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FILM:DECEMBER 2006


When we look at HOLLYWOODLAND (cert.15 2hrs.6mins.), we see a very interesting presentation of the story of actor George Reeves' alleged suicide in 1959. Reeves (here excellently played by Ben Affleck) found fame playing Superman on American TV in the 1950s.

His life story is set against that of the opportunist private detective (another well-played character by Adrian Brody) who, as he digs into Reeves past and the corruption that permeated Hollywood at the time finds uncomfortable comparisons with his own life. As we learn about Reeves affair with Toni Monnix (Diane Lane showing a vulnerable, needy side as well as the all-controlling aspect of a rich woman), who is married to the somewhat sinister Eddie (Bob Hoskins) we fear for the detective's life as well as Reeves.

Hollywoodland
The USA vs John Lennon

Those interested in more recent entertainment industry history will enjoy THE US vs JOHN LENNON (cert.12A 1hr. 30mins.). Starting with the difficulty when John announced "the Beatles are bigger than Jesus" and continuing through Lennon's even more provocative statements criticising the USA's campaign in Vietnam it shows how he became a target for the FBI and Nixon's government. His marriage to Yoko Ono, bed-ins and his endorsement of self-proclaimed revolutionaries like Abe Hoffman and Jerry Rubin and Black Panthers leader Bobby Seale made the authorities more determined to have Lennon deported. Lennon is shown to get the support of many Americans and we see his bravery and also his wonderful music and once again feel sad at his awful murder.

NIGHT AT THE MUSEUM (cert. PG 1hr. 40mins.) is a lot of fun and opens on Boxing Day. The story of how Ben Stiller as Larry takes a job as night watchman at the Natural Museum in New York and proves that he is worthy of his son's love and trust by taking him to the museum one night and demonstrating how the exhibits come alive is always interesting and lively and would suit children from about 6 upwards - with their grandparents from London, of course.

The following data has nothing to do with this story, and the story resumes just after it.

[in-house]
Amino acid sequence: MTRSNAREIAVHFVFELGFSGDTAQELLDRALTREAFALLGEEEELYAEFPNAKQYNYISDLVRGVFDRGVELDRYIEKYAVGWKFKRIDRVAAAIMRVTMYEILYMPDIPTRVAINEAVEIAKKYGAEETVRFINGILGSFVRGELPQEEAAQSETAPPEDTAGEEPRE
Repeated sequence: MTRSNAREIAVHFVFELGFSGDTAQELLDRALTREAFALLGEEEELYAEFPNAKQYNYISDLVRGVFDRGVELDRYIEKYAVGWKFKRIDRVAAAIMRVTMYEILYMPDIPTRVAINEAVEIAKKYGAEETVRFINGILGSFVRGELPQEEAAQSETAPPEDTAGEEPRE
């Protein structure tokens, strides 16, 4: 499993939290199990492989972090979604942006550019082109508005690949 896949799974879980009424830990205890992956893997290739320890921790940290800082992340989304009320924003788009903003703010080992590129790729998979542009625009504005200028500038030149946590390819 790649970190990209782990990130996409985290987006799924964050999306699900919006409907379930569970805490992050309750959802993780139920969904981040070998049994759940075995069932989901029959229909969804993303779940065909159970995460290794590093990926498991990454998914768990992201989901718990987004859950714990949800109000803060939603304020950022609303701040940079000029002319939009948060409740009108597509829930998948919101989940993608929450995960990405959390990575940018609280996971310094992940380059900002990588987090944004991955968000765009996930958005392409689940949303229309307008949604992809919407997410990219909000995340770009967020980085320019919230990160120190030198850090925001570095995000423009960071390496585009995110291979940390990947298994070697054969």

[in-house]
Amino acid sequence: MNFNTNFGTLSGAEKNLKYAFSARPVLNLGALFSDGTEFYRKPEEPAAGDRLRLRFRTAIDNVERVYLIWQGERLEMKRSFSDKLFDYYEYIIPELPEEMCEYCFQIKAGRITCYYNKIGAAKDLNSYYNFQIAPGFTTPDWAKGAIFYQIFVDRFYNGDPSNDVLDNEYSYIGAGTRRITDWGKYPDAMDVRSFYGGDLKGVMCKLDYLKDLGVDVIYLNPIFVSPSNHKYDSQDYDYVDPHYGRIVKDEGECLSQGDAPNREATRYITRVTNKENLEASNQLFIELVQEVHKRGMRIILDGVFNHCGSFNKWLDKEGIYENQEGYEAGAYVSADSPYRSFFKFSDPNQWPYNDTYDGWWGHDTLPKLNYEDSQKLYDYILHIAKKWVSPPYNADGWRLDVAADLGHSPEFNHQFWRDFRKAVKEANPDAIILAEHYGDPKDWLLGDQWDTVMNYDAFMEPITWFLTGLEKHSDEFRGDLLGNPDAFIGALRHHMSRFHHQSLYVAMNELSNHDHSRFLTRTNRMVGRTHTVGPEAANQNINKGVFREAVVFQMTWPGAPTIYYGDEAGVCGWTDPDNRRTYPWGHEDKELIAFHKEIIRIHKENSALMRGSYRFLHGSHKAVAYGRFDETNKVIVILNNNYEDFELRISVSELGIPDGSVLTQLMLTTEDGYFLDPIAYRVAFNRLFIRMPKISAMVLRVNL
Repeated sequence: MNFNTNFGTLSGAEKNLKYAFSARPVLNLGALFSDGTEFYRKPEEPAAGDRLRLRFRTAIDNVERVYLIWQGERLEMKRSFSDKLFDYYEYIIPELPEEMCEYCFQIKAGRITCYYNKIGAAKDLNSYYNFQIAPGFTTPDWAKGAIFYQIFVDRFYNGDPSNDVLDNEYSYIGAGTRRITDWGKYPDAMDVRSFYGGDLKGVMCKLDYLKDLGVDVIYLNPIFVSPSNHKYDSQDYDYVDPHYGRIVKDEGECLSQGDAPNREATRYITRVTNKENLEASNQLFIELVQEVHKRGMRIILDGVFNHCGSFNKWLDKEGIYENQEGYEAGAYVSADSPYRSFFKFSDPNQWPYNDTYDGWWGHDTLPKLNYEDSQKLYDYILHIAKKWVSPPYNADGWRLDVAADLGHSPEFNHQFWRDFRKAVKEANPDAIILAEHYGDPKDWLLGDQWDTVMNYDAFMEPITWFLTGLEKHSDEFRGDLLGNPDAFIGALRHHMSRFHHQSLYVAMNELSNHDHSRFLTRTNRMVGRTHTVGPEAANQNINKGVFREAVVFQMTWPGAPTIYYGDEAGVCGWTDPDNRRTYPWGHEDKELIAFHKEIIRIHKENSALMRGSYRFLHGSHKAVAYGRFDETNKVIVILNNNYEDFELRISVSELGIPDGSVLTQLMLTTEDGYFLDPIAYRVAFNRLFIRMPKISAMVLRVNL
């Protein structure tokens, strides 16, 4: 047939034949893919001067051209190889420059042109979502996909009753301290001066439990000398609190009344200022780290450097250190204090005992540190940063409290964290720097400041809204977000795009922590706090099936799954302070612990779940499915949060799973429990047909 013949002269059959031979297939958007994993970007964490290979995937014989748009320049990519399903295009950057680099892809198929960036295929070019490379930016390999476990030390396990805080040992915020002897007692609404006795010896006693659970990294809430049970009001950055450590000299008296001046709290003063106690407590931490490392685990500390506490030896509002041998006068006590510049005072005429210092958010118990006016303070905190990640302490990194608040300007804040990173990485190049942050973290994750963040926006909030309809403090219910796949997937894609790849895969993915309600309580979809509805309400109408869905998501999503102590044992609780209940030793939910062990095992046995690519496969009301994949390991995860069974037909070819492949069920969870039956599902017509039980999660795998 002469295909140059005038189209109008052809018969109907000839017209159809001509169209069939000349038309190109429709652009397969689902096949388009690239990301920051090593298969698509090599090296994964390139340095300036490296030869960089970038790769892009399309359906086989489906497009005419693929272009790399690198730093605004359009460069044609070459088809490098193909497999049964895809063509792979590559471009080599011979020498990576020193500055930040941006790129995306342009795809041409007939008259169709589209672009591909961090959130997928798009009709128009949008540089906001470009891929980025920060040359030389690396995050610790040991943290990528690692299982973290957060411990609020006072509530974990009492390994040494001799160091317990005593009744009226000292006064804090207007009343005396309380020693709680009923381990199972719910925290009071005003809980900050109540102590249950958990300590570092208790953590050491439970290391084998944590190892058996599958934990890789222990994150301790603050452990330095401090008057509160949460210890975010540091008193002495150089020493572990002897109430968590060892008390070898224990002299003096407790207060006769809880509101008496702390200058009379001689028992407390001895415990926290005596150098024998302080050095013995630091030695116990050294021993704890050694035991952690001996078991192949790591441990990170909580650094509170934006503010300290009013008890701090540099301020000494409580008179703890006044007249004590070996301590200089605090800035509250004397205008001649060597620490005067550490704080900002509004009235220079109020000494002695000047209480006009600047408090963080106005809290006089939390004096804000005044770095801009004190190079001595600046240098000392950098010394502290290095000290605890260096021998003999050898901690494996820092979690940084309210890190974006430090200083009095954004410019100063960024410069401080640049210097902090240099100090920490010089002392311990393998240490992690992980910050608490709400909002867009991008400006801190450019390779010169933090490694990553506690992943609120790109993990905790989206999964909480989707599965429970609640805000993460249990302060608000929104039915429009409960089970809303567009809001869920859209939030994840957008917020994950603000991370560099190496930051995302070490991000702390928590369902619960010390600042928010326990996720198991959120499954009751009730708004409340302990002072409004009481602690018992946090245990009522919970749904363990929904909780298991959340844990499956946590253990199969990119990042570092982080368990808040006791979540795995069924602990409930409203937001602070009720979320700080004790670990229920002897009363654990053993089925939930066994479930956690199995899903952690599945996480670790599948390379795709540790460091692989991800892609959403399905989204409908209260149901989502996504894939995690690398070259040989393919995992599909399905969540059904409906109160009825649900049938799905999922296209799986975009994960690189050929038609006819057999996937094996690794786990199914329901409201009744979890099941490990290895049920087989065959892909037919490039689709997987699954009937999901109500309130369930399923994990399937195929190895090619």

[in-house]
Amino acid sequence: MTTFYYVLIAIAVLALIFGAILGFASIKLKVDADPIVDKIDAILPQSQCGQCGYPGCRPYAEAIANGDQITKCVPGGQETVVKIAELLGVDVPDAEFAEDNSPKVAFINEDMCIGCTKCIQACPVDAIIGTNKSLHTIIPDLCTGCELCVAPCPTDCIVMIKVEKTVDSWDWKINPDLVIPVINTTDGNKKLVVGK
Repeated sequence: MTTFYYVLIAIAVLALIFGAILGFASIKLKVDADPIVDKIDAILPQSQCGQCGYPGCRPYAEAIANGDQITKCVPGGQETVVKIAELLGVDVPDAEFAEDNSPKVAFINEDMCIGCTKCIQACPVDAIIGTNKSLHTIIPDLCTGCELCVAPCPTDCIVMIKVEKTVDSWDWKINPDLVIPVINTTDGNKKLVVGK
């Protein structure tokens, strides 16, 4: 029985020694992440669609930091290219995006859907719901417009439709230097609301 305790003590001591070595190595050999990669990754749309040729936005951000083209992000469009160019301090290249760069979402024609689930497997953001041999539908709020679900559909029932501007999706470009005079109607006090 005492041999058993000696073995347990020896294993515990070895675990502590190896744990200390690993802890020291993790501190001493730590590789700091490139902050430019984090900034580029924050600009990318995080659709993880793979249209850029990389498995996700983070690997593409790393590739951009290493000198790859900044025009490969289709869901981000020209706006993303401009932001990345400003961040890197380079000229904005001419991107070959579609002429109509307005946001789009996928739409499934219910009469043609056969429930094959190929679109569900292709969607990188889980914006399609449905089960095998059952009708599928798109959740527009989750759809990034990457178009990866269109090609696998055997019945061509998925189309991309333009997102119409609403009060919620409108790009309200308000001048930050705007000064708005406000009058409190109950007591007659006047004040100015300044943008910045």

Night at the Museum

As the exhibits include the ever twinkly eyed Robin Williams and the villains of the piece are played by Micky Rooney (now well into his eighties), Bill Cobbs and Dick Van Dyke, you can see that there is something for adults as well. At the Press Conference the bubbly director, Shawn Levy explained that Van Dyke had been very happy to play against type and Rooney has also entered into the spirit of the film. Ricky Gervais plays a cameo part, but he is obviously much more at ease interpreting his own material than just acting in someone else's script.

Cameron Diaz in The Holiday

There is another actor in his eighties in THE HOLIDAY (cert. 12A 2hrs. 16mins) which, although rather long is just what you would expect from a rom-com (that's romantic comedy for those new to this genre). Eli Wallach plays a retired screenwriter now living alone in Los Angeles where the English girl, Kate Winslet goes to recuperste when she swops houses with an American, Cameron Diaz, also recovering from run-ins with men.

He is witty and natural in the part and interacts well with Winslet. Cameron Diaz and Jude Law are both lovely to look at while Kate Winslet and Jack Black are charming as the plainer couple. Not very realistic but a very easy film to watch and will certainly make a change from some of the big action or animated children's films around!


THEATRE TIP: DECEMBER 2006